“We came under pressure from a number of sources. People felt that you needed to have ministers who were identifiably heads of department and government,” added Sir Reg.

How does the balance of power work?

Image source, Getty Images/NurPhoto
Image caption,

Michelle O’Neill lost her job in February when the DUP’s Paul Givan quit as first minister

If a first minister quits, the deputy first minister automatically loses their job and vice versa.

It is a marriage of inconvenience?

Some of Stormont’s power couples got on better than others.

Firebrand DUP founder Ian Paisley and former IRA man Martin McGuinness of Sinn Féin laughed so much together that the media nicknamed them the Chuckle Brothers.

Image source, Getty Images/AFP
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Ian Paisley and Martin McGuinness after being sworn in to office in 2007

Mr McGuinness did not appear to object when Mr Paisley regularly referred to him as “the deputy”, but after the DUP leader retired, Mr McGuinness angrily rebuked another DUP member for using the term.

“I’m not the deputy. I’m the deputy first minister in a department where there is equality between the first minister and myself. And don’t you ever forget it,” he said in 2009.

Sinn Féin began regularly using the term “joint first ministers” and in 2015 Mr McGuinness proposed a formal change to the titles, but there was no agreement.

The word “deputy” is sometimes wrongly played up by the media, according to Mark Durkan, who served as deputy first minister alongside David Trimble in 2001.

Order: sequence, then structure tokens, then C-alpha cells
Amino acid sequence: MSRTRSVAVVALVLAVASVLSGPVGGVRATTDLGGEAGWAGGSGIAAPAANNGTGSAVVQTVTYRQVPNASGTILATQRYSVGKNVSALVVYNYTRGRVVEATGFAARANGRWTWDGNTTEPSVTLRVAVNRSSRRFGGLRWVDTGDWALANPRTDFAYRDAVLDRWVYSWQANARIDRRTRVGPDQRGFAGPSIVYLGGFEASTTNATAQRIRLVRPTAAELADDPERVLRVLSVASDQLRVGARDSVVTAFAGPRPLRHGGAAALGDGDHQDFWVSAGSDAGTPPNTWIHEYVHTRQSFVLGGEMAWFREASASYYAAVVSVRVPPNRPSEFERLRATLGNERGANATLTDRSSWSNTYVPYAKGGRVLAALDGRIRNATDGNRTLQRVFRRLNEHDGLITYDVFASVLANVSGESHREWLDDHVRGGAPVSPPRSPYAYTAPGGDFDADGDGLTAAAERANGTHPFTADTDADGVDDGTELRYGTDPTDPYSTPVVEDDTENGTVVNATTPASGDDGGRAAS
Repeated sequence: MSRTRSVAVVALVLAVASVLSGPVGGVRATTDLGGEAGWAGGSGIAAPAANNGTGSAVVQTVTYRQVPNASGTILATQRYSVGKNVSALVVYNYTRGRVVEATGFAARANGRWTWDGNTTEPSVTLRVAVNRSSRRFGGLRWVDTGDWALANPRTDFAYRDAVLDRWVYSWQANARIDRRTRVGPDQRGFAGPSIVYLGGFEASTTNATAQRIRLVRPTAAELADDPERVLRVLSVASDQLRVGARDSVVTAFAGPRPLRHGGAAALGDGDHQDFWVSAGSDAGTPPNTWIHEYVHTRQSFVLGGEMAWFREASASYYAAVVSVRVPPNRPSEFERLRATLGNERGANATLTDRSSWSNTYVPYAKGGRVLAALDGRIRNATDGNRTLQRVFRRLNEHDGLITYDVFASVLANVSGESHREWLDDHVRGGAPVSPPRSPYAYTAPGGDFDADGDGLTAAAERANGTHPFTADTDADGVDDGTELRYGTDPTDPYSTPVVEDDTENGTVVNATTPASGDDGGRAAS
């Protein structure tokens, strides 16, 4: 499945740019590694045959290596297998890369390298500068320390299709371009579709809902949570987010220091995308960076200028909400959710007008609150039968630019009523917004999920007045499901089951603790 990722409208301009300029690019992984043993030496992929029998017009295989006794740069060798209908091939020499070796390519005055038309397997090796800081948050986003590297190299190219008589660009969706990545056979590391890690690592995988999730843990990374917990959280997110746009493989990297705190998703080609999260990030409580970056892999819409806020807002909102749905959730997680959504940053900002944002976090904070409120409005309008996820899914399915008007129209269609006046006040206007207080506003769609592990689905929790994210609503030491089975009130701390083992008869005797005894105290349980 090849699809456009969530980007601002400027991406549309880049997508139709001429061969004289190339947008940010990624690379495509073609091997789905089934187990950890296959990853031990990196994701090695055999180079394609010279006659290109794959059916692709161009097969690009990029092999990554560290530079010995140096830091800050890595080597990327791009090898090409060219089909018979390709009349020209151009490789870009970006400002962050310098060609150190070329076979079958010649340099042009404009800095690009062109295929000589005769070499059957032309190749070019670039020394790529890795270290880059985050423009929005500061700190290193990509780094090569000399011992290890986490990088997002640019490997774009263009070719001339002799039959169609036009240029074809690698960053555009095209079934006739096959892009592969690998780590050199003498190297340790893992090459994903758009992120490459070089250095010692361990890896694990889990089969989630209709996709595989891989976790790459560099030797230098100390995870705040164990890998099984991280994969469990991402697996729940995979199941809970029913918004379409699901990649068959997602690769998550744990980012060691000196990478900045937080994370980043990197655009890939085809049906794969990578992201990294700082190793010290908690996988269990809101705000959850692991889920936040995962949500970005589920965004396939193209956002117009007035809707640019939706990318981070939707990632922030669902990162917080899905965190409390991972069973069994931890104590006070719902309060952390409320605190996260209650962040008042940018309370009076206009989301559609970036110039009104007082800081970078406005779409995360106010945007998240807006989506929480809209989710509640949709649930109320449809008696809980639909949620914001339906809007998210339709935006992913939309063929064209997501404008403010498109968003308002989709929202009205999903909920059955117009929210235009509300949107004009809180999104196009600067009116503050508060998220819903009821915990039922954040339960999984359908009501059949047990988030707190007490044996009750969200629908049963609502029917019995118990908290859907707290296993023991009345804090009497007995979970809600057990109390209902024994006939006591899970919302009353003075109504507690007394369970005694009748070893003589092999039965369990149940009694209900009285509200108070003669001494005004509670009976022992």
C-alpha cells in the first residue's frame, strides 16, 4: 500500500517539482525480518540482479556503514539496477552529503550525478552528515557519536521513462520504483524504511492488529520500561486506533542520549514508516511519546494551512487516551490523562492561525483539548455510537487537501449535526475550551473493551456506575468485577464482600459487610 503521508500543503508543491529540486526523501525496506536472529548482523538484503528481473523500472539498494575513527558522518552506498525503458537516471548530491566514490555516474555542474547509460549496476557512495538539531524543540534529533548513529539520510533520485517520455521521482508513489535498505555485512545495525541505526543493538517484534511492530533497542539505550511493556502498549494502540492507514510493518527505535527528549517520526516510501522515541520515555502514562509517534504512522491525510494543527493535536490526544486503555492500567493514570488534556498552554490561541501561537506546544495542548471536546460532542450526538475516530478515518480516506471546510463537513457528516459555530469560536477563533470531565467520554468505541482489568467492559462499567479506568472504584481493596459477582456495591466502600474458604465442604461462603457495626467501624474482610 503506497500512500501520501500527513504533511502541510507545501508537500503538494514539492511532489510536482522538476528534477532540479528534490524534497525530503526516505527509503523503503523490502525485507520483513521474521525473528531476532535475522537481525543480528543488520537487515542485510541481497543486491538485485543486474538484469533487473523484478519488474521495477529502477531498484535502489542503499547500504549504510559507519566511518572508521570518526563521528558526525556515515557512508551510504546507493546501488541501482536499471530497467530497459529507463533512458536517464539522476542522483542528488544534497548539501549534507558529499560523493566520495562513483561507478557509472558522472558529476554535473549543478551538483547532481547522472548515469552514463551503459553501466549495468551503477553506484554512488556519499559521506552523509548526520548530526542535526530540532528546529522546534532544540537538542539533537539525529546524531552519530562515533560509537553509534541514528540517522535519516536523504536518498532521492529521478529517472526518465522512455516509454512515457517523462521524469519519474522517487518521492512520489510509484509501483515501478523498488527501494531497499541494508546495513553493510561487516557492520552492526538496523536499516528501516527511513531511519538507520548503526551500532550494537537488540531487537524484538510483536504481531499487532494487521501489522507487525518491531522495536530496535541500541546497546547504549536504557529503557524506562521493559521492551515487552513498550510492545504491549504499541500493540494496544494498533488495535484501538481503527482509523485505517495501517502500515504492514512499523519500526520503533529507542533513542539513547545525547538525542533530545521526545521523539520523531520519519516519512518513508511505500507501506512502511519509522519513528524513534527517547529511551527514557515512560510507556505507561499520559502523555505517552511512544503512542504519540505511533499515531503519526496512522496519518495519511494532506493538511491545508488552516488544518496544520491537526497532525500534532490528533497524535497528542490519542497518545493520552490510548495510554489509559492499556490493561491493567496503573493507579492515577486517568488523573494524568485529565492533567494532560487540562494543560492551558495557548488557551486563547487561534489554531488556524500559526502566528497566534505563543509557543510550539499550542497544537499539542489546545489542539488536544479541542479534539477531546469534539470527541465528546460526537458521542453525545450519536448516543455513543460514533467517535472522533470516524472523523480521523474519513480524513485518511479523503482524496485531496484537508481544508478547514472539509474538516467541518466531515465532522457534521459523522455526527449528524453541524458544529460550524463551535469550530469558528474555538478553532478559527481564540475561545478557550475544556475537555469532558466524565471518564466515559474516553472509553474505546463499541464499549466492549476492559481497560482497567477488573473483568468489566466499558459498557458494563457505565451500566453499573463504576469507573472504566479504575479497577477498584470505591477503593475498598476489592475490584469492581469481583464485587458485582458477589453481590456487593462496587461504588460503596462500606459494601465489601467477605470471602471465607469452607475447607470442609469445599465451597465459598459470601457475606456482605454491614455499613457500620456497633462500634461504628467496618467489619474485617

He said their joint leadership was respected and he was never made to feel anything less than Mr Trimble’s equal, including during international visits.

Image source, Getty Images/Cathal McNaughton
Image caption,

David Trimble and Mark Durkan pictured on the day they were jointly elected as leaders in 2001

How has the appointment process changed?

Initially both posts were jointly elected by the assembly with cross-community support from both unionist and nationalist members.

That rule changed in 2006, when the St Andrews Agreement gave Stormont’s biggest party first pick for the first minister’s job.

The DUP and Sinn Féin agreed the move but both the UUP and SDLP strongly opposed it.

“The decision to change this at St Andrews so that the first minister would come from the largest party – regardless of whether or not it was part of the largest designation – was a major mistake which we warned about at the time,” a UUP spokesperson said.

The party has tried to reverse the rule change on a number of occasions – just a few months ago its peer Lord Empey proposed an amendment in the House of Lords.

What are the chances of creating ‘joint first ministers’?

Sinn Féin, the SDLP and Alliance all previously lobbied to rename Stormont’s top jobs to properly reflect their equal status.

But during this year’s election campaign Sinn Féin leader Mary Lou McDonald indicated her party’s position has changed since Martin McGuinness suggested a joint office of first minister in 2015.

“Martin didn’t get a very positive response to his proposal at the time,” Ms McDonald said to the BBC’s The View last month.

“I’m not proposing that we change the job title.”

The UUP said any change “would need to be done after the widest possible negotiations and consultations so as to avoid a repetition of the seedy back door deal that emerged at St Andrews”.

Mr Durkan said that renaming the roles to reflect the joint and equal nature of the office would be the “mature thing to do”.